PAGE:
Last month’s column was about Fritz Seyfarth, a burnt out charter skipper who went belly-up. After eight years of chartering Fritz quit and cruised the western Caribbean mostly by himself in his 1935 Alden ketch Tumbleweed for a couple of years. Then he spent two years in Florida redoing the old girl. The hull was refastened, all rigging, sails and most gear replaced, and all surfaces refinished. Now sparkling and beautiful, Tumbleweed was ready to go to sea and so was Fritz. He started his passage to the Virgin Islands on Friday, November 14th.
About three days left to reach St. Thomas, an intense frontal trough romped through the Bahamas headed his way. Good strong northwest winds—perfect reaching for St. Thomas. But everything changed in an instant.
There was a tremendous crash which slammed Fritz to the cabin sole. Peering upwards, he saw a large black wall of a medium-sized freighter smash by him. In seconds he was on deck looking aft. The freighter had slowed but it continued onwards.
The masts were doing the hula so Fritz had to get the sails down—but they wouldn’t come because the top two feet of the main mast had sheared off, jamming the sails. He decided he’d better check the bilges in case the boat had been holed.
It had. The bilge was full. He pumped it down, went up and leaned over the side to look at the waterline. There was a large, jagged opening amidships. He checked the engine. It was askew and the shaft coupling broken. He pumped the bilges and estimated that 150 gallons an hour were pouring in. Going over the side Fritz found a lot of seam damage, a large hole at the waterline and a crushed spot on the lower bow. He stuffed anything he could find into them which slowed the leaks—some.
More pumping. Then he tried to go up the mainmast with the only halyard left, the old nylon spinnaker pole topping lift. With the boat rolling and the masts square dancing, it was a slow, hairy ascent. Twenty-five feet off the deck the halyard broke and he fell. No bones broken, but massive painful bruising. Stunned, he crawled gingerly back into the cockpit and sent out a pan call which was relayed to the Coast Guard at San Juan.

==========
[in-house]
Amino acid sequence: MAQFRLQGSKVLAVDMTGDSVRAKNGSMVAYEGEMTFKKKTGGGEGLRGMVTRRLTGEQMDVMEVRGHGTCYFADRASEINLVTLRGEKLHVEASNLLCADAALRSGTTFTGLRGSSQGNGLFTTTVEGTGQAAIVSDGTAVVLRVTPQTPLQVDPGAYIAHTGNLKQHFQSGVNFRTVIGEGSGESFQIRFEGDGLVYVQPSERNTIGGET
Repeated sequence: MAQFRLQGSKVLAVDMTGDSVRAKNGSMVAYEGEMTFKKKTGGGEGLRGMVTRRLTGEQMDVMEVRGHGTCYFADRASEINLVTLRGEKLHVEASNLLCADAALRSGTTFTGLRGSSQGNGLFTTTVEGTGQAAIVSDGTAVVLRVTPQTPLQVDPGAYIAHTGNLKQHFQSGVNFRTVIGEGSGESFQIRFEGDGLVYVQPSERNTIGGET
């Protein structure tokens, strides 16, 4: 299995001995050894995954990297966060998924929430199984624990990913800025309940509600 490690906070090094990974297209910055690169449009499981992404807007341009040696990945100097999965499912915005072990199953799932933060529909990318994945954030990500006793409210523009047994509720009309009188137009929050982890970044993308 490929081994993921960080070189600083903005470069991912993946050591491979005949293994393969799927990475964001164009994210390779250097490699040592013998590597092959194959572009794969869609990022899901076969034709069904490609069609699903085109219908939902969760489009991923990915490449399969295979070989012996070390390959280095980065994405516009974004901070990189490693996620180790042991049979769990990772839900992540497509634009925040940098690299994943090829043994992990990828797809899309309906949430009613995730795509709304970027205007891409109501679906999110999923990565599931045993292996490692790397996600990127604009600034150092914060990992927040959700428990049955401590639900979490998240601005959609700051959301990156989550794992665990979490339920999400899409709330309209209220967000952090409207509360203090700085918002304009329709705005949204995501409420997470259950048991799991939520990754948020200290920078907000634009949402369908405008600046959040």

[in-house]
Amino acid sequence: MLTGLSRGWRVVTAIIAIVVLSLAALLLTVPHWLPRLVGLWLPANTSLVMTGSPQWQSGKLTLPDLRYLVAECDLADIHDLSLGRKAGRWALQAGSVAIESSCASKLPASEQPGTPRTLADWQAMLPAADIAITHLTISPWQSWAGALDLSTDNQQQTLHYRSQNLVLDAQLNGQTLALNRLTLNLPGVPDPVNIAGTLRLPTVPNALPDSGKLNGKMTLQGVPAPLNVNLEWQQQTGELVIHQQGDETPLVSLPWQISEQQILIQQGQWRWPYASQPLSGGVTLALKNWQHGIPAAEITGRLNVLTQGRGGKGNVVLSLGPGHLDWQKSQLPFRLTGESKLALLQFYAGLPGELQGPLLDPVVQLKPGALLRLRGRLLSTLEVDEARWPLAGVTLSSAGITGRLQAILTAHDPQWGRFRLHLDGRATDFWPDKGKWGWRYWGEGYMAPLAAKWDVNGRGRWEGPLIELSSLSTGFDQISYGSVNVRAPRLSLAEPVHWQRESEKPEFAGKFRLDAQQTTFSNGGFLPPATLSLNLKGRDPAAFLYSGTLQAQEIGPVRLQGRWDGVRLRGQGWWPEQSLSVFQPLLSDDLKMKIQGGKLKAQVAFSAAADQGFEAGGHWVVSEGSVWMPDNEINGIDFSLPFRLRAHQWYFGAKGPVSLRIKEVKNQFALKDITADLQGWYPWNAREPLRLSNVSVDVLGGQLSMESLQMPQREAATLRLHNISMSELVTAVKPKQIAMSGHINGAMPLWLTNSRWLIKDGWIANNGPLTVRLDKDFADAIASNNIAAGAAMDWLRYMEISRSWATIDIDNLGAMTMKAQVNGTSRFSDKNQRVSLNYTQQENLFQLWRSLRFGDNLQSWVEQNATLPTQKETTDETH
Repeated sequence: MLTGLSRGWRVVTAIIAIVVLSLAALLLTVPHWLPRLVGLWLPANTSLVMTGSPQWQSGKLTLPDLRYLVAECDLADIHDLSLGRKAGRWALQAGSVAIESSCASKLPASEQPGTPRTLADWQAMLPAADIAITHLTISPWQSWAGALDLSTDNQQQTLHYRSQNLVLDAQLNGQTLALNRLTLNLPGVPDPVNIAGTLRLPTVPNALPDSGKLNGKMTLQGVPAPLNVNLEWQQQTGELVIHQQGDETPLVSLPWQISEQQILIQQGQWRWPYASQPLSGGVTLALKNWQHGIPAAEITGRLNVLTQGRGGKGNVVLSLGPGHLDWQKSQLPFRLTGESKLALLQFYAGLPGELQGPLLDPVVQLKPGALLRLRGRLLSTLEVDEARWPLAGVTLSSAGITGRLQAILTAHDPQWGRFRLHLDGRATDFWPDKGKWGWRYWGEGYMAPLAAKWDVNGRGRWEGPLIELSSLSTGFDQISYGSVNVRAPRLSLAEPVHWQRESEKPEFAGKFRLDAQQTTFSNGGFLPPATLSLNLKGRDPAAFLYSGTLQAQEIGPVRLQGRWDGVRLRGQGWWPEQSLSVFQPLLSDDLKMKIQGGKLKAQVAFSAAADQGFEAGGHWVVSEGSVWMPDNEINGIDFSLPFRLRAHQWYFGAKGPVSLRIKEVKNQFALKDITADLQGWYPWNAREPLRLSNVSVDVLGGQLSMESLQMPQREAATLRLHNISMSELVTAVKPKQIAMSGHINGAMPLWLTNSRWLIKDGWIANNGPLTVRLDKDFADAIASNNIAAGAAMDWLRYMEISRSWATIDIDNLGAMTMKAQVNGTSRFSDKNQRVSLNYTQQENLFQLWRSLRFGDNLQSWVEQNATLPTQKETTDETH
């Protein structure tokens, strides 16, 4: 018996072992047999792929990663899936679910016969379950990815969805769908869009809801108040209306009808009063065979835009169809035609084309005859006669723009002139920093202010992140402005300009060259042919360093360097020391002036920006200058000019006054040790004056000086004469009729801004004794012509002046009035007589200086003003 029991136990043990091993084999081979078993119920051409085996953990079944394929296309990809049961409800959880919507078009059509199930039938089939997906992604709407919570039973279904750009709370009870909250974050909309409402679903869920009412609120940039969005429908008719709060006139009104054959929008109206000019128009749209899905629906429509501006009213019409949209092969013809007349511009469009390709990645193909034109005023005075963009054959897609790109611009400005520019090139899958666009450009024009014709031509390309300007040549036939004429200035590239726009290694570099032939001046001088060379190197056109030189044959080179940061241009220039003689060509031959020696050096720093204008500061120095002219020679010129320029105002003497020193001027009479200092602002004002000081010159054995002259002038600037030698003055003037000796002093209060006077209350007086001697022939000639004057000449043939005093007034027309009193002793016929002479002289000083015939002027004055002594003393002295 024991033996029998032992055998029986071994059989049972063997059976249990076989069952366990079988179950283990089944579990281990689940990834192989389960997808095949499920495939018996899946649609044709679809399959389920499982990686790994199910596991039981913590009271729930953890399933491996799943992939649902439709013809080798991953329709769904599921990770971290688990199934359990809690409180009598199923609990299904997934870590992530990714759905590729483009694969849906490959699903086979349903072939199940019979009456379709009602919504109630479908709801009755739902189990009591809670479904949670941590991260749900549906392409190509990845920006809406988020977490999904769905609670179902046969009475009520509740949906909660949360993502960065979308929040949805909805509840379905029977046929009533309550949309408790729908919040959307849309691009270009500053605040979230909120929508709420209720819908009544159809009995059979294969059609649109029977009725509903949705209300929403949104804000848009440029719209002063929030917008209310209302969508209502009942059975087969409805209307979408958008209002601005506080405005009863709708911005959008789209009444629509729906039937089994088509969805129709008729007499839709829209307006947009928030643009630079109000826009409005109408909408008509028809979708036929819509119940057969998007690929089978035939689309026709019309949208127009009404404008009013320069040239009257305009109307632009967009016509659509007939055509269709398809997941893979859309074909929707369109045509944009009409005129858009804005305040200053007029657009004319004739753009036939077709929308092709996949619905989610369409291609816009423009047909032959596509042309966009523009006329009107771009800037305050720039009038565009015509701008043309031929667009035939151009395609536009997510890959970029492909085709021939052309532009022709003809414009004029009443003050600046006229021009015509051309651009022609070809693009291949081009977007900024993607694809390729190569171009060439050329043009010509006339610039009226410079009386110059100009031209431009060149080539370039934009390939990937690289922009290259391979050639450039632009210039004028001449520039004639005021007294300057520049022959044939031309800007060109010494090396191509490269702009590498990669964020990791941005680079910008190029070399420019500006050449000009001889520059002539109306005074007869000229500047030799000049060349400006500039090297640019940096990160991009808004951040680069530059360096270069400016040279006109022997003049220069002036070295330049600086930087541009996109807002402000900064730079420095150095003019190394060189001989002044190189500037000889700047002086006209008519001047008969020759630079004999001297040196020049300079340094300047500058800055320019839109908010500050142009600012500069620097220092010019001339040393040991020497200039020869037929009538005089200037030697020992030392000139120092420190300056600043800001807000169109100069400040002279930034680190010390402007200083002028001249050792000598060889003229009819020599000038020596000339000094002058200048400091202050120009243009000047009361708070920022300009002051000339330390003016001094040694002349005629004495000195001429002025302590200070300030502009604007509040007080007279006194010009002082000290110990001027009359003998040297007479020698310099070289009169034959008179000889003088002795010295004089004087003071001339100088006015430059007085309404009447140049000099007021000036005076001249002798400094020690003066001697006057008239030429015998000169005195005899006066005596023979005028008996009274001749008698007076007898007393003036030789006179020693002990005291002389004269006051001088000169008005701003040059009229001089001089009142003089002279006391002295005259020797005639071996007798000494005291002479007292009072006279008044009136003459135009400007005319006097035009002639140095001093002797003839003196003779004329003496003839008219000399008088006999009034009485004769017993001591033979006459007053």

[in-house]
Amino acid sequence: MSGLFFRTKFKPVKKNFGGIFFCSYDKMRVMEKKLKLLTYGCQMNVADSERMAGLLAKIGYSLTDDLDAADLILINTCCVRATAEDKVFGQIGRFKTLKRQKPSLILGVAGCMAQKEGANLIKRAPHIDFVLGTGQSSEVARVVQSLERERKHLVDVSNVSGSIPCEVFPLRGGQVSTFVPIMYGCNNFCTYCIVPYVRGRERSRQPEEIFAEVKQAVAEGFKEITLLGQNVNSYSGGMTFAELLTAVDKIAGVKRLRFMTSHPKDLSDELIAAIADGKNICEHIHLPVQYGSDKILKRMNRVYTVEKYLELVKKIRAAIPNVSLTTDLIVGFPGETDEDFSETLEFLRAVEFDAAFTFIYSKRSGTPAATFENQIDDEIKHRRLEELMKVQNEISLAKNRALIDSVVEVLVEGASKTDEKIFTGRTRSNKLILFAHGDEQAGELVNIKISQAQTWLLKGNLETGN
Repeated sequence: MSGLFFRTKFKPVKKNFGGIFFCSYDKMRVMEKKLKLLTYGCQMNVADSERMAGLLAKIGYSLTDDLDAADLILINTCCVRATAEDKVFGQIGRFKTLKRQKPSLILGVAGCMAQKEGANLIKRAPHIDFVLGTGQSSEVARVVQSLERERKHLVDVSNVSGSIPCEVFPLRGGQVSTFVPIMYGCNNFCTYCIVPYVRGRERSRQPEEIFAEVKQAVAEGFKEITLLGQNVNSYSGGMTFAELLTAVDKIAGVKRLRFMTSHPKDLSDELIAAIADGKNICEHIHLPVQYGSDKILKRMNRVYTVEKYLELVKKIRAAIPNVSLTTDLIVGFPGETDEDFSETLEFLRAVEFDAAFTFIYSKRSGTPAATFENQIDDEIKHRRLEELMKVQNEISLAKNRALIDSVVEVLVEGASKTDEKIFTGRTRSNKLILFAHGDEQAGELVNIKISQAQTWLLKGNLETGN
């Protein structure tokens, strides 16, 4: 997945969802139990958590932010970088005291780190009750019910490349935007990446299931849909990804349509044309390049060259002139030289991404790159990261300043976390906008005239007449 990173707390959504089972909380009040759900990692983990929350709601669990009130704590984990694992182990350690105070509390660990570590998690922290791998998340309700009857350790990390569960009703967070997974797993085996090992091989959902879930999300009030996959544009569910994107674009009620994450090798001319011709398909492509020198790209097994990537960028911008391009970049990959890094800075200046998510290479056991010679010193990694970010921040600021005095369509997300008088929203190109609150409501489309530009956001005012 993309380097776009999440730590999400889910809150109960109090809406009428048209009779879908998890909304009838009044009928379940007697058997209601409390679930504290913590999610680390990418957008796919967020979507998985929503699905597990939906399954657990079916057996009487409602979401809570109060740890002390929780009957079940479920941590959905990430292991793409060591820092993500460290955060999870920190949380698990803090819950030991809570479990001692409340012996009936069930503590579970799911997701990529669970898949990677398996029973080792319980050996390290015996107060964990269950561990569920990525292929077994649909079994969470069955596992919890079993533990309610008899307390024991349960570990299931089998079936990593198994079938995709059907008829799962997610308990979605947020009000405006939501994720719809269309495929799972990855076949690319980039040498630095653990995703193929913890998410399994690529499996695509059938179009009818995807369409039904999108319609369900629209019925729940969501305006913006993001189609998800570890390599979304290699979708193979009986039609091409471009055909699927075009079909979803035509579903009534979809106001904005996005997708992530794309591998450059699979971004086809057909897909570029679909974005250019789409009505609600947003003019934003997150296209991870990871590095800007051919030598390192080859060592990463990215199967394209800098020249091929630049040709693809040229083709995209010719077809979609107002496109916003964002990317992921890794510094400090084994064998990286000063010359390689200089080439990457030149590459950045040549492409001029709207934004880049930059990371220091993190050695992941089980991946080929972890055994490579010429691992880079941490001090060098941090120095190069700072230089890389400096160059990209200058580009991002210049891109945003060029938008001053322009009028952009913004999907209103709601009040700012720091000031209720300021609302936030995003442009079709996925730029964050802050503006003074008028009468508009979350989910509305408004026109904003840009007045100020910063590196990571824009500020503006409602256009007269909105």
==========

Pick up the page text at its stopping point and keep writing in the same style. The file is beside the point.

By evening the wind was blowing hard, the boat broadside to the swells. Fritz couldn’t eat because nothing would stay down. He pumped and pumped. The boat was thrown violently around, the masts were going berserk and the seas crashing over the boat. Around midnight the masts went and pounded the hulls while the shattered bowsprit with pulpit broke loose and was smashing the bow. Through the night he cut away the masts and crudely plugged the deck holes with cushions and pumped. For the next 30 hours he kept at it and sent out another transmission estimating his position, hoping he’d had enough juice left in the battery.
The water gained and he readied the little eight-foot dinghy with food, water, flares. By now Fritz was in such pain that he wasn’t sure that he could launch the boat. He continued to try to save his old friend, but he knew that he was going to lose her.
At dusk he saw a small ship appear out of the squally southeast. It was the Coast Guard cutter Sagebrush plunging and disappearing into the walls of waves. Fritz shouted and waved. Then he cried because he knew that he had to leave Tumbleweed to die.
He could not watch her last dying struggle.